The night before the first day of school

Maly starts her Parent’s Morning Out tomorrow morning. For me, it’s somewhat of a reality check…

“Okay, Mr. Janicek. We’ve given you and your wife two years and four months to instill morals, values, respect, common courtesy and long division in your daughter. You can leave the rest up to us now. We’re the Public Professionals.”

“Aye aye! Wait, did you say ‘long division’?”

“That’s correct.”

“But she skips the number four when she counts.”

We’ll fix that.”

I’m really kind of nervous. While a heart string is being pulled, another string is being severed as this is one of many times where I’m just going to have to let go a little bit.

One of the getting-ready-for-school milestones occurred last week when I decided it was time for Maly to graduate to a big girl bed. This meant converting her crib into a day bed. I’ll admit it: there were a few tears shed. What 2-year-old girl wouldn’t cry when her dad bursts into her room at 3 a.m. with a roaring chainsaw after deciding it was baby bed reconstruction time! Oh boy, that was fun!

I’m kidding. The chainsaw will wait until she’s at least in junior high and has 6 of her friends over for a sleepover.

The big girl bed has allowed for more freedom. She no longer has to scale the 4-foot barrier to get in and out of her crib. She can now roam about freely. She’s an all-out free-range toddler. This makes bedtime a little tedious as of late. As I type this, I can hear her in her room playing. She should have been asleep half an hour ago. This means that while she’s at school tomorrow, she’ll probably groggy, forget that her shape is a green circle, the other kids will laugh at her and she’ll come home with a meth addiction and want to immerse herself “emo” music.

So tomorrow is my baby’s first day of school. The scene that stands out most in my mind is from that old, old story that my great grandfather told me, which was passed down to him from his great, great grandfather. The one of the fabled clownfish, Nemo. It’s Nemo’s first day of school and, excitedly, he wakes up extra early, rushes in to the anemone where his dad is sleeping soundly and wakes him abruptly by announcing, “FIRST DAY OF SCHOOL!! FIRST DAY OF SCHOOL!!!!” Fish could speak back then, so I’m told. Nemo was so excited to go to school so he could learn about the world around him and make new friends. Nemo’s dad, Marlin, was reluctant and wanted his son to stay back so Nemo could be safe and protected. Nemo eventually proved to his dad that he could handle things on his own. Marlin always regretted not pulling the old chainsaw during a slumber party gag.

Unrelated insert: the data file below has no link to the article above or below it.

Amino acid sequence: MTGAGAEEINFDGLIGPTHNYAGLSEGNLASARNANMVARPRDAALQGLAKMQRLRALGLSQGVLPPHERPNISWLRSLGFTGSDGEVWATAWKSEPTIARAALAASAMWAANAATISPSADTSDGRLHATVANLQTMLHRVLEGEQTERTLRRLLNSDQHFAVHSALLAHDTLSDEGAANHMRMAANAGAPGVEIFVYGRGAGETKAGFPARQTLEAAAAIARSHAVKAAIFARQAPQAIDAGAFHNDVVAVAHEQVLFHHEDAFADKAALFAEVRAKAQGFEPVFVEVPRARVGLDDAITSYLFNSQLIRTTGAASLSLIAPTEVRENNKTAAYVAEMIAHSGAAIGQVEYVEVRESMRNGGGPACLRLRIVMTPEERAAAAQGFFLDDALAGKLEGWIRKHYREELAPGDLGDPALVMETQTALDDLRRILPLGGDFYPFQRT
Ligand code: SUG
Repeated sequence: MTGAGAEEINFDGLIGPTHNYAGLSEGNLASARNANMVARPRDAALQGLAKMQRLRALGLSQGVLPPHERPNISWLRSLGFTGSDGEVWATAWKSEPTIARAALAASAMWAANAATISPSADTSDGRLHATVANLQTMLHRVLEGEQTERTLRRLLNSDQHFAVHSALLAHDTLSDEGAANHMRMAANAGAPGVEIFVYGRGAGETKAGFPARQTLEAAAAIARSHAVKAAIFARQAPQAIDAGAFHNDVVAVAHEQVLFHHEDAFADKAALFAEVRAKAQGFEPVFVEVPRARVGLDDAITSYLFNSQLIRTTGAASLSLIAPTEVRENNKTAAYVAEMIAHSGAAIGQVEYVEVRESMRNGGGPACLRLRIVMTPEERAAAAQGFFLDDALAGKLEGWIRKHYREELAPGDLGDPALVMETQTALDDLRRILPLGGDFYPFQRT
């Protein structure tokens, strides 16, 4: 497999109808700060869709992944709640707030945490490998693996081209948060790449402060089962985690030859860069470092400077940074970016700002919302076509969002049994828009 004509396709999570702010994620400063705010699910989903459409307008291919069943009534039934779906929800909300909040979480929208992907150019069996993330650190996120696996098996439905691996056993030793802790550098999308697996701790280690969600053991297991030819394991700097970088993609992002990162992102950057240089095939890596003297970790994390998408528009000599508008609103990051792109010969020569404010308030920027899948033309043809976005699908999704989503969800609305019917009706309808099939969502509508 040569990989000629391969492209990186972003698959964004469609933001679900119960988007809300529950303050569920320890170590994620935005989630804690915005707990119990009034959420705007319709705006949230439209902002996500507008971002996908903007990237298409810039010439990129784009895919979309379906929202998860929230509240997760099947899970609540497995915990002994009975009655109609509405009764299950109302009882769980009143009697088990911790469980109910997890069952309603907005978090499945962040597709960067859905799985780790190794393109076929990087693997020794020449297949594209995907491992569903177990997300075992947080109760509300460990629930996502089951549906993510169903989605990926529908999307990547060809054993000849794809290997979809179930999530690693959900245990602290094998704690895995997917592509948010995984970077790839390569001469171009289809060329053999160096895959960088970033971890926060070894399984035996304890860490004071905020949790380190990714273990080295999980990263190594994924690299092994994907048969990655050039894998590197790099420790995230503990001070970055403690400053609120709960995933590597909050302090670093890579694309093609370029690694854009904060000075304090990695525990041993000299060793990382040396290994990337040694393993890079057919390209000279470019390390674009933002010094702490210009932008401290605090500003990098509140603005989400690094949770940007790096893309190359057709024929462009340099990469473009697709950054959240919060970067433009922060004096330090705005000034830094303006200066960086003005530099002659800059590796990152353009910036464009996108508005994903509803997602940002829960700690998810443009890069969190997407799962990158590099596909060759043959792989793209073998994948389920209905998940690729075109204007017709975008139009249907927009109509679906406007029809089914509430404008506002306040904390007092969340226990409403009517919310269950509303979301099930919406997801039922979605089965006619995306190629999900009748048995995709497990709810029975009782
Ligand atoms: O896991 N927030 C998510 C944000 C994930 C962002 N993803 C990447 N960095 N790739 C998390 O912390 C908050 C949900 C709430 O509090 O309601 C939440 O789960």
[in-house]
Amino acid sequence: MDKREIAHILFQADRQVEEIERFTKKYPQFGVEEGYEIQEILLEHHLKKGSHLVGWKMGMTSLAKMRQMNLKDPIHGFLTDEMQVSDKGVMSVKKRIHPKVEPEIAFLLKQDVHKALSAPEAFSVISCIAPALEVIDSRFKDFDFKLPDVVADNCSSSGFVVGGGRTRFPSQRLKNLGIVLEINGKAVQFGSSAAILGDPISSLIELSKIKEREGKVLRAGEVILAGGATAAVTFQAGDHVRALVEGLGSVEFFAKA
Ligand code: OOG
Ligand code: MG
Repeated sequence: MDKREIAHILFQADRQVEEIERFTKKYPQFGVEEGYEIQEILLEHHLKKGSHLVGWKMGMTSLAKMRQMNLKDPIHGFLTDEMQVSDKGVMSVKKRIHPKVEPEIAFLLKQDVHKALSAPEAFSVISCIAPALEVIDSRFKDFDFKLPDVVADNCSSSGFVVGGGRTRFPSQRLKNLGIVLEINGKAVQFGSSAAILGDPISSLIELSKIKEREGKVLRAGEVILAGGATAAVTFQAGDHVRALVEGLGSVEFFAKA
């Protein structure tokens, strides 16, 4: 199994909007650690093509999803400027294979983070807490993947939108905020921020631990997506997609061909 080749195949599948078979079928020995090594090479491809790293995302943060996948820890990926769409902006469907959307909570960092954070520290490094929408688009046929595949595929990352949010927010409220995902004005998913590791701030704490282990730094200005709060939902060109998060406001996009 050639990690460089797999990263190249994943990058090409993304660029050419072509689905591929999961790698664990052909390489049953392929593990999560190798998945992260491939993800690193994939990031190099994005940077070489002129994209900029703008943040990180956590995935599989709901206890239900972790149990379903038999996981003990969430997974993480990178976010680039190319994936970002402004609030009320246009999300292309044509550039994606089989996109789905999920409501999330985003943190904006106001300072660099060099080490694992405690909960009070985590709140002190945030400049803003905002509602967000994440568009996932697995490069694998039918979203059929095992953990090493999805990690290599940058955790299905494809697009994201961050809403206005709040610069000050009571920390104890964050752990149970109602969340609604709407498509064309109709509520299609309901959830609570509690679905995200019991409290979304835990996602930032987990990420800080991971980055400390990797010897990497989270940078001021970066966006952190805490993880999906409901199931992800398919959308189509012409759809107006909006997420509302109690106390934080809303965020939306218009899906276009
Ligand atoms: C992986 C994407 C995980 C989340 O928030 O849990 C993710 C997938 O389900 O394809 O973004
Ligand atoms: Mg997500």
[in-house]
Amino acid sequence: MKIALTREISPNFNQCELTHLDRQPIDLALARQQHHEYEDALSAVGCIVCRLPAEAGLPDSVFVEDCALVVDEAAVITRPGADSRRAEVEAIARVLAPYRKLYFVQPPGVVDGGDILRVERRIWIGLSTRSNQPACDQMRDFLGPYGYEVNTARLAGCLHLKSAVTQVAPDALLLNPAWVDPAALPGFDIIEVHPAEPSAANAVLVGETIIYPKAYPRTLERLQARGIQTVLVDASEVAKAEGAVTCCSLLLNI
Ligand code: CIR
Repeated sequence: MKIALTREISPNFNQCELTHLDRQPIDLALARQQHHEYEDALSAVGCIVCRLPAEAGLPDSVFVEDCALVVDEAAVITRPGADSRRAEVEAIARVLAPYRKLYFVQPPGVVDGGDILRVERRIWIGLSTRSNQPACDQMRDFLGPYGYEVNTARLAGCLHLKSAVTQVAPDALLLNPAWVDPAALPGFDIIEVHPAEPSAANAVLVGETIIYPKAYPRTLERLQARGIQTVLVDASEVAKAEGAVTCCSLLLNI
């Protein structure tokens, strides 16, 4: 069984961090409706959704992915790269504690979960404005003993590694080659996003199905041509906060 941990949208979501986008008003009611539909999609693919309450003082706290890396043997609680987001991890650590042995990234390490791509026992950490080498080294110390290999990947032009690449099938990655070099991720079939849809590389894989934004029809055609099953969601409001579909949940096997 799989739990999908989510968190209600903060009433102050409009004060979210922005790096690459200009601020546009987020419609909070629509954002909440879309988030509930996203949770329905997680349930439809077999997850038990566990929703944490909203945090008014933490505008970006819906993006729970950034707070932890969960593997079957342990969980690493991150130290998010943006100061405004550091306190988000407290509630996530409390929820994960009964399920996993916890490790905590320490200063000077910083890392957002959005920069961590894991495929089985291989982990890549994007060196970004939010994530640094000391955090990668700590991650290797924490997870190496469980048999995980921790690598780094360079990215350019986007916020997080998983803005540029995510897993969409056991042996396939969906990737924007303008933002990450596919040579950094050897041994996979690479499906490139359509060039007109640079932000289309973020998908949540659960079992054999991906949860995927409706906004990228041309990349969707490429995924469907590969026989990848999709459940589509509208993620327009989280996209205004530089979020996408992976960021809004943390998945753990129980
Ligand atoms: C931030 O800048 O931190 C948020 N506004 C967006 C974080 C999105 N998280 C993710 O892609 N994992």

Part of me wants to keep my daughter in the anemone so she’ll be safe. The other part is confident that we’ve done well as parents and she’ll do fine in school from this point forward. The other part of me realizes that I’m going to have to brush up on my long division because going forward, I’m nervously awaiting the questions that are going to be asked of me.


“Yeah, Sugar.”

“How do you determine the square root of a number?”

“Well, now, you see, honey, when two numbers love each other very, very much, and have committed to a lifetime of togetherness…”




Ahh. Yes, well, you see, there’s this very rare tree in the jungles of Aboriginioniumium that the indigenous tribespeople call the Equidistantsided Box Bush. This plant has a very complex root system that essentially mirrors its above ground counterpart. The root system is shaped kind of like a square, if you will. And you see, this “square root” is harvested in the late Spring when the Abluetoothoniumsmum people celebrate the togetherness and the lifetime commitment of the two numbers that have taken a vow before the…”


One Reply to “The night before the first day of school”

  1. How precious. It reminds me of my concerns when you were in your two’s. You didn’t want to go to day care “all day, all day, all day and all day”. Remember the story of what you said to me? So I enrolled you into another school and had no more complaints and that is when you started to branch out with all your new friends that have come and gone which has helped influence you to become the person you are today. Of course your parents and especially your Dad, had a little bit of the influence along the way. Oh yeah, you also learned a lot while in your classes at school! Be happy with the challenge Maly with take you through. She is a part of her parents and will do well. Mom Janicek

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